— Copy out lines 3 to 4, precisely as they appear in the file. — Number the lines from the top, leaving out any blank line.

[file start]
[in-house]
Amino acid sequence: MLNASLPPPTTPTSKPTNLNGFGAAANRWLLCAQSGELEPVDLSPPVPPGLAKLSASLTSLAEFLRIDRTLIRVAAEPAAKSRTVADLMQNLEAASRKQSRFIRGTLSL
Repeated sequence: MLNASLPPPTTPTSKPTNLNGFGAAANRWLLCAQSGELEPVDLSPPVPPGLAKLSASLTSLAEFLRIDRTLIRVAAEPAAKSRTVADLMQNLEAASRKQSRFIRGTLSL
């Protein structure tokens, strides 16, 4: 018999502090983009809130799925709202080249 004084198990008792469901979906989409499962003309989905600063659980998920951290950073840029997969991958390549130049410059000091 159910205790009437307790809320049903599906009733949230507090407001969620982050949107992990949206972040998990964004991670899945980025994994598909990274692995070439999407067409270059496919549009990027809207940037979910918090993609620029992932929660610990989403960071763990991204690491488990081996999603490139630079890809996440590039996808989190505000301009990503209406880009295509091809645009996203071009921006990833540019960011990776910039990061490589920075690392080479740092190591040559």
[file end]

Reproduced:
Repeated sequence: MLNASLPPPTTPTSKPTNLNGFGAAANRWLLCAQSGELEPVDLSPPVPPGLAKLSASLTSLAEFLRIDRTLIRVAAEPAAKSRTVADLMQNLEAASRKQSRFIRGTLSL
């Protein structure tokens, strides 16, 4: 018999502090983009809130799925709202080249 004084198990008792469901979906989409499962003309989905600063659980998920951290950073840029997969991958390549130049410059000091 159910205790009437307790809320049903599906009733949230507090407001969620982050949107992990949206972040998990964004991670899945980025994994598909990274692995070439999407067409270059496919549009990027809207940037979910918090993609620029992932929660610990989403960071763990991204690491488990081996999603490139630079890809996440590039996808989190505000301009990503209406880009295509091809645009996203071009921006990833540019960011990776910039990061490589920075690392080479740092190591040559």